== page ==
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schill32
June 1, 2013, 03:09 PM
When I worked out my load for my rifle, shooting from a bench I got 3 bullets touching @100 yrds. With all conditions being perfect should I get the same size grouping for 200, 300, 400 etc etc
Thanks Steve

g.willikers
June 1, 2013, 05:55 PM
If you do, please tell the rest of us how.
The angle will stay the same, but the distance between the holes in the target will increase with distance.
You know, if an angle of measurement is equal to x inch at 100 yds, then it's equal to 2x at 200 yds, 3x at 300 yds and so on.

MTSCMike
June 1, 2013, 06:15 PM
In addition to the linear dispersion described above, you also get additional dispersion as the distance increases due to imperfections in the load and bullet. Variations in velocity will cause each shot to fly a slightly different path. This is why the most serious competitive shooters handload. Then they can trim all the brass, weigh all the bullets, measure every powder charge, etc, to make sure the variation between rounds is kept to a minimum. Since you are already working up loads yourself, you can control some of this.

Then there is wind, humidity, ...it goes on and on.

RickB
June 3, 2013, 06:01 PM
And a ten-shot group will be 50% larger than a 3-shot group.

Dave P
June 3, 2013, 06:12 PM
"With all conditions being perfect ... "

Unclenick
June 3, 2013, 09:18 PM
Bullets are driven off course by different factors, but the ones that affect how group MOA can deteriorate with range are mostly due either to variation in muzzle velocity or are those that are introduced by drift. As the bullet flies down range, it is slowing down so that each successive 100 yards takes longer to traverse than the previous 100 yards did. That gives both gravity and drift more time to move the bullet, so the effect of gravity on difference in time-to-target and of drift on the group size is greater with each successive 100 yards. And of course these errors accumulate.

To estimate the effect, take a ballistics program that shows how long it takes for your bullet to reach each range in your atmospheric conditions. Then calculate the time the bullet would take to get there if it stayed at muzzle velocity (like in a vacuum). Subtract that calculated time from the actual time. Drift components will affect the bullet in proportion to the size of that time difference.

schill32
June 5, 2013, 09:51 PM
Thanks for all responses
Looking for an answer for group size other than gravity and wind and humidity and so on, thats what I mean with perfect conditions I KNOW CONDITIONDS ARE'NT PERFECT all I'm asking is
Will my group size be the same at 100 200 300 and so on.
Or will my grouping in large with longer yardages
EXAMPLE
If I shoot a 1"group @ 100 yrds will my group size be 10" @ 1000 yrds
or will the group size remain the same at 1000 yrds
I do my own reloading about 5yrs pistol 3 yrs for rifle , I reload for all my hunting rifles and doing very well with and love it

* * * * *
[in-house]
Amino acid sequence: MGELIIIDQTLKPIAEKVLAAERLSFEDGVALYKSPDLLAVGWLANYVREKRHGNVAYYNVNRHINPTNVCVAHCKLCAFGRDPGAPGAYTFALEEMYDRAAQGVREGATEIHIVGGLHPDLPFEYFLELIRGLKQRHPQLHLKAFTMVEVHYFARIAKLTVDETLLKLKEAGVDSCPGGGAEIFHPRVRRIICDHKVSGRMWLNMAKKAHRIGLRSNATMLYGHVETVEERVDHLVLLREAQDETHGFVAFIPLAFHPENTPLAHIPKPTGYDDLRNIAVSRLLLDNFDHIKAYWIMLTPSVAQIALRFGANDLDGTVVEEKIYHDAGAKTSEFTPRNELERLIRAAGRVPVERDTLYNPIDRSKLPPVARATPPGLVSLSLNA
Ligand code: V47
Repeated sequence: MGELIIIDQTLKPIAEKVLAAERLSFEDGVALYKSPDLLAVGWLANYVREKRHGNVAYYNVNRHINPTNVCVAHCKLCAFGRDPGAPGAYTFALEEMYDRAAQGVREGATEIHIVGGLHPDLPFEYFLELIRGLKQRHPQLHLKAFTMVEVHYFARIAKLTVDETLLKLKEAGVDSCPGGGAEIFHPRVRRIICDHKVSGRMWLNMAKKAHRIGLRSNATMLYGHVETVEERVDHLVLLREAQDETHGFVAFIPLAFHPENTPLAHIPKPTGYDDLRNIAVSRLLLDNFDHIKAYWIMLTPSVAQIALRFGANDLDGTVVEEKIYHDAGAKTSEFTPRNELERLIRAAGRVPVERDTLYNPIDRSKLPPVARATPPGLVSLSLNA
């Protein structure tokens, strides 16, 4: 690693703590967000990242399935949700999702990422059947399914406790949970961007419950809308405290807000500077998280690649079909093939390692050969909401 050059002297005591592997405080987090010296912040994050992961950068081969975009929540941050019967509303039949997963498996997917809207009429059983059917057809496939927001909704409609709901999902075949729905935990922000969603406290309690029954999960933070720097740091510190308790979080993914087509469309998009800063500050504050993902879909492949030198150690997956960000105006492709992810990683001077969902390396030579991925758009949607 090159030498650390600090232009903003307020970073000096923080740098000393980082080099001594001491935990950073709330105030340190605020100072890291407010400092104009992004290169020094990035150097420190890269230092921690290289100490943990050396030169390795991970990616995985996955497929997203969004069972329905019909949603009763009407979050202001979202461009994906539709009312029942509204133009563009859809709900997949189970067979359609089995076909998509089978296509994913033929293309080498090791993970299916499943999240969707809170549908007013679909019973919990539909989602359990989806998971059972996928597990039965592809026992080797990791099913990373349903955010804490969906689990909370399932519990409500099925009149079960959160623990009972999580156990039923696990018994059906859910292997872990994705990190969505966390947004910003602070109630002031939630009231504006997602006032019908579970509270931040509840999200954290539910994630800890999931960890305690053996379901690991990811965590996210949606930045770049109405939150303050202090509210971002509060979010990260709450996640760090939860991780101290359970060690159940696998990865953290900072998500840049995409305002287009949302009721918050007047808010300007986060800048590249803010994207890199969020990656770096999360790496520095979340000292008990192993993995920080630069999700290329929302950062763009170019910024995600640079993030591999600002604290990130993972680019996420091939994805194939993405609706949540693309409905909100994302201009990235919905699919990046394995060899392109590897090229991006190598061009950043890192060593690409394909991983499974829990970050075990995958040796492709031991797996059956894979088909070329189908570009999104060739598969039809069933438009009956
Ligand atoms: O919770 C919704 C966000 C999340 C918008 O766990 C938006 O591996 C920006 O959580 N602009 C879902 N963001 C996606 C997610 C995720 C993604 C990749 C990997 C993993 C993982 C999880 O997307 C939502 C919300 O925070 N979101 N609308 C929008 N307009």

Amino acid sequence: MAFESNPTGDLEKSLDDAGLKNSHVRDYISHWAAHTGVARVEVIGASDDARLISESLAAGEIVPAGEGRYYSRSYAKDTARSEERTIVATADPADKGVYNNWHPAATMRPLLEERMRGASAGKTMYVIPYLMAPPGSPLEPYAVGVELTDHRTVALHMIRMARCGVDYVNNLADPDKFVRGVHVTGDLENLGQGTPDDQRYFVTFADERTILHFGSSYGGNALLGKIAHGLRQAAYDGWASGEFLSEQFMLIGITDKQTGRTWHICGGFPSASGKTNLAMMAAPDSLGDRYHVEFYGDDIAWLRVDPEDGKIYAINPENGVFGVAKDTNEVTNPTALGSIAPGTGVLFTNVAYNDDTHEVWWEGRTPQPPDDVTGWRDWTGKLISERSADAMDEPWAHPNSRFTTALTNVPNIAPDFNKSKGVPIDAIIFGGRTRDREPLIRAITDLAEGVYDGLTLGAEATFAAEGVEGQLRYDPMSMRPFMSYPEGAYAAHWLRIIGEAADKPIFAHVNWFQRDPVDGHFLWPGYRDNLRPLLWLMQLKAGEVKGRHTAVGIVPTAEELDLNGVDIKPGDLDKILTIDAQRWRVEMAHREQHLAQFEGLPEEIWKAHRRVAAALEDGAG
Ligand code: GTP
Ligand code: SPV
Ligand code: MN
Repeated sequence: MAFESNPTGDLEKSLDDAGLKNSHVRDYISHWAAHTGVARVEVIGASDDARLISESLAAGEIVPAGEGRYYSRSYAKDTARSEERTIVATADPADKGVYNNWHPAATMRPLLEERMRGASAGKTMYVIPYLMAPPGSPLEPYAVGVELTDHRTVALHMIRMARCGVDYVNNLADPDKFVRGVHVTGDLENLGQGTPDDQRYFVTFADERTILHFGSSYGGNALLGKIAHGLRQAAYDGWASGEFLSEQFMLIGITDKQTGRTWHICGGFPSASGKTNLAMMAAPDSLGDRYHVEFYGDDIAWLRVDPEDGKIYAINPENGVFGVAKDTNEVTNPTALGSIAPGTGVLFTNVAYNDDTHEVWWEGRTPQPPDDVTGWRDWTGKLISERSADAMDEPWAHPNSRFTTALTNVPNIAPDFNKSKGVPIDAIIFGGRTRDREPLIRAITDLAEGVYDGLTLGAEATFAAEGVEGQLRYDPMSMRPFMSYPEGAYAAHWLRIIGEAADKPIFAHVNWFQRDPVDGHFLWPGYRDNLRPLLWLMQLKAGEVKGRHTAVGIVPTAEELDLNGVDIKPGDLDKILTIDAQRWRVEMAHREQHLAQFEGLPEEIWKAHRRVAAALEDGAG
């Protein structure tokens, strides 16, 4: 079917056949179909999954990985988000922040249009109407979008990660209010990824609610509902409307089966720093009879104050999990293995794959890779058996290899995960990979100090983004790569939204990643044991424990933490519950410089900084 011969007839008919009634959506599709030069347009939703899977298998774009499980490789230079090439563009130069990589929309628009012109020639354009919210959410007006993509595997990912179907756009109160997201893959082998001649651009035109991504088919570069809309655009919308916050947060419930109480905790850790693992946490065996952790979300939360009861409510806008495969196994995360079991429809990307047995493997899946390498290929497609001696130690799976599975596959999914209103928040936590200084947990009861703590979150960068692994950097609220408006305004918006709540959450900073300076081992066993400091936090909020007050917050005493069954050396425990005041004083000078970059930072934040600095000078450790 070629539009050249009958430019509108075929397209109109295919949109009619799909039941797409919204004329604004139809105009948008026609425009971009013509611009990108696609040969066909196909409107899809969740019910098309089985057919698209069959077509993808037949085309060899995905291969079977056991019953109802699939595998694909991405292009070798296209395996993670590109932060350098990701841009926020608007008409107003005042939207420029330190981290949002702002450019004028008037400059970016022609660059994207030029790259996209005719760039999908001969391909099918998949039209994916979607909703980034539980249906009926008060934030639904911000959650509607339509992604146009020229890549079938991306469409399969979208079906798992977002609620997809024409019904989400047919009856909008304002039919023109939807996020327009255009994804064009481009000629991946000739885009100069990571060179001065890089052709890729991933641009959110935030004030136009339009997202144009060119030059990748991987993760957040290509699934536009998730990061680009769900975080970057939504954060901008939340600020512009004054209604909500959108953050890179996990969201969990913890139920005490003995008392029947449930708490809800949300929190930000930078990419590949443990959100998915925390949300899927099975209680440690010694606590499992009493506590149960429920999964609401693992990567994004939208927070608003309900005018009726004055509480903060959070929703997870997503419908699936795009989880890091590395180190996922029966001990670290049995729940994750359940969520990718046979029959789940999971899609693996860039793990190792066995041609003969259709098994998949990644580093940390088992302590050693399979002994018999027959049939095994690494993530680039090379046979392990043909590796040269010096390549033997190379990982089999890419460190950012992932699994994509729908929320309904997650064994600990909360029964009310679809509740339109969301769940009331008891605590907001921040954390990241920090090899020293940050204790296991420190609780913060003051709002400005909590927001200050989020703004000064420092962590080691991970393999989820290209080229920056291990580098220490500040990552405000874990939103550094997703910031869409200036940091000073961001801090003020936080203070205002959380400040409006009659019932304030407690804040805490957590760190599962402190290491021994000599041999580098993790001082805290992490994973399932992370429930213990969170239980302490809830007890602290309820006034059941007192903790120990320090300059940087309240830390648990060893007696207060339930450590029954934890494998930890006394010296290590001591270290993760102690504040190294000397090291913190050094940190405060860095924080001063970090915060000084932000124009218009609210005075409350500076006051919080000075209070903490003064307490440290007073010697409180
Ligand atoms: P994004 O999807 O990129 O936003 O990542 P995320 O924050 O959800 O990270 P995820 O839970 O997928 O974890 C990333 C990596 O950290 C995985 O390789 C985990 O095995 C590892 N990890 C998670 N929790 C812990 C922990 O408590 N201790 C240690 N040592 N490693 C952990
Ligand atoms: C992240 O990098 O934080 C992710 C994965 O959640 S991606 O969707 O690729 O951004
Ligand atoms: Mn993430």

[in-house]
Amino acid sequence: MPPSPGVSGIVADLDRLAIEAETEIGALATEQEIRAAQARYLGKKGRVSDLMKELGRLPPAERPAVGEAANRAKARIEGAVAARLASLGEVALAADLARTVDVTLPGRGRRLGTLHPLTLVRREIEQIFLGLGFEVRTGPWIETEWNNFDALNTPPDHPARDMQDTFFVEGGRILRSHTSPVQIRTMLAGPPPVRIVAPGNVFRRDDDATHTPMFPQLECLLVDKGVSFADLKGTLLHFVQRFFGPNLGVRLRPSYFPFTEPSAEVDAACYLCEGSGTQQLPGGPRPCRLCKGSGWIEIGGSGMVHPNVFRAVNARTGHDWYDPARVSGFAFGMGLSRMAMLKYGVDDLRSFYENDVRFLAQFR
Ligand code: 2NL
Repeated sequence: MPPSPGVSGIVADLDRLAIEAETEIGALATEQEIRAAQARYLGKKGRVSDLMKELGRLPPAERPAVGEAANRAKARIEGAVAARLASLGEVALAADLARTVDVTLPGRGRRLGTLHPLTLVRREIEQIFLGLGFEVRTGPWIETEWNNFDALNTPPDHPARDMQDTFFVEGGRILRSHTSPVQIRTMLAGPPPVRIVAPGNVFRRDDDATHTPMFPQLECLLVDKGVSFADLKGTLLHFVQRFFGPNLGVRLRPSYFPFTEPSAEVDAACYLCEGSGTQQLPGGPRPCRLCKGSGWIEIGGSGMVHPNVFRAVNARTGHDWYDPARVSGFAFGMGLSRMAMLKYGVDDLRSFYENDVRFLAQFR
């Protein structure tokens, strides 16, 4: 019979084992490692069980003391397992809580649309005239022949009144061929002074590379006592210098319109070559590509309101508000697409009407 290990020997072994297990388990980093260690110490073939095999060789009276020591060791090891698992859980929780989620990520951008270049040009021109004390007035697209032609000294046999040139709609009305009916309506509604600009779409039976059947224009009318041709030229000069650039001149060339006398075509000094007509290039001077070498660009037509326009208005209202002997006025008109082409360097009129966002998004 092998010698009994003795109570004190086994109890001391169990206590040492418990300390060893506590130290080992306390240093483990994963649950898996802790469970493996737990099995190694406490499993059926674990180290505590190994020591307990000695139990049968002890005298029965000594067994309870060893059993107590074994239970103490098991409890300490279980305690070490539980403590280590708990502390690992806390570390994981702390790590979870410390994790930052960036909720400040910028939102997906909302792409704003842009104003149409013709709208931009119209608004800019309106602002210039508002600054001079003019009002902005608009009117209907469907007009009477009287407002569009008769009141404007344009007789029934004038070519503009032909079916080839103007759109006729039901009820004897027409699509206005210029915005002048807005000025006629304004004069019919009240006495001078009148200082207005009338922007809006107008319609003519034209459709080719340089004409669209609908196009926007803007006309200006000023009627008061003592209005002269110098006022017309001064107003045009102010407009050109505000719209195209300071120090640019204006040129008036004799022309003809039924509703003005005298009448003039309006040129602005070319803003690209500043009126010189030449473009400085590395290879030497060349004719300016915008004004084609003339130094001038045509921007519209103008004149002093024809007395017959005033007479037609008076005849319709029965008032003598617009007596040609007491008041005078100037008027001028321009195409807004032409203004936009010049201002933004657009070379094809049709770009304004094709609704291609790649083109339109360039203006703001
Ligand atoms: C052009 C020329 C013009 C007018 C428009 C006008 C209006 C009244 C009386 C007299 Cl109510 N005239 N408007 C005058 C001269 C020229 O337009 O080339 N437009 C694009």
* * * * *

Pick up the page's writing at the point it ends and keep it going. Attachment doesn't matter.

Thanks

JohnKSa
June 6, 2013, 12:39 AM
If everything is perfect and nothing but distance changes, it would be reasonable to see a linear increase in group size as the distance stretches.

So a 1" group at 100 yards would be a 2" group at 200 yards, 3" at 300, 6" at 600, and so on. It's not quite that simple, but that will get you in the ballpark.

In practice, the group size will increase MORE than that because wind will have more effect as the distance stretches, aiming will be more difficult as atmospheric conditions make it harder to see the target perfectly, etc.

dahermit
June 6, 2013, 07:13 AM
When I worked out my load for my rifle, shooting from a bench I got 3 bullets touching @100 yrdsUnless you can repeat that small group with another three-shot group to confirm it, you may be in for a surprise. There is too much of a possibility that the three bullets were touching just by random chance. Re-shoot that load before you get your hopes too high.

Brian Pfleuger
June 6, 2013, 10:27 AM
If I shoot a 1"group @ 100 yrds will my group size be 10" @ 1000 yrds
or will the group size remain the same at 1000 yrds

In the real world, you can expect an absolute minimum 10% MOA increase in group size per 100 yards.

MOA is "Minute of Angle". One MOA at 100 yards is 1.047 inches, generally considered to be 1 inch. It's an angle, so it's growing larger with distance, double the distance, double the size. Triple the distance, triple the size. Your bullets, unless they all go through the exact same, single bullet sized hole, are dispersing at an angle. They all left from one hole, aimed at the same spot. If they weren't moving away from each other, they'd all hit the same spot.

As mentioned above, there are compounding errors causing that dispersion. Those errors don't stop and remain constant, they grow. So, for an absolute minimum, a 1 MOA (1 inch) group at 100 yards will be 1.1MOA (2.2 inch) group at 200, a 1.21 MOA (3.63 inch) group at 300, 1.33MOA (5.32 inch) at 400... etc, etc.... out to 2.356 MOA at 1,000 yards. 1,000 is (obviously) 10 times as far as 100, so 1 MOA is 10 times as large... in other words, 1 MOA at 1000 is 10.47 inches. So, that 1 MOA (1 inch) group at 100 will be AT LEAST 2.356 MOA (24.66 inches) at 1000.

Bart B.
June 6, 2013, 12:09 PM
Things that make groups open up to more MOA's as range increases.......

Bullet's BC spread (caused by how much out of balance they are; they ain't all perfect).

Subtle air currents in all directions we cannot see; even with properly set spotting scopes.

Air density variables caused by different temperature bands the bullets go through.

And the group size at the muzzle is always zero MOA, isn't it?

Unclenick
June 6, 2013, 05:09 PM
Just to clarify, the angle mentioned has the rifle as its vertex and the width of the group is a chord that subtends some angle. At 100 yards, one inch subtends an angle of 0.955 minutes (0.955 60ths of a degree).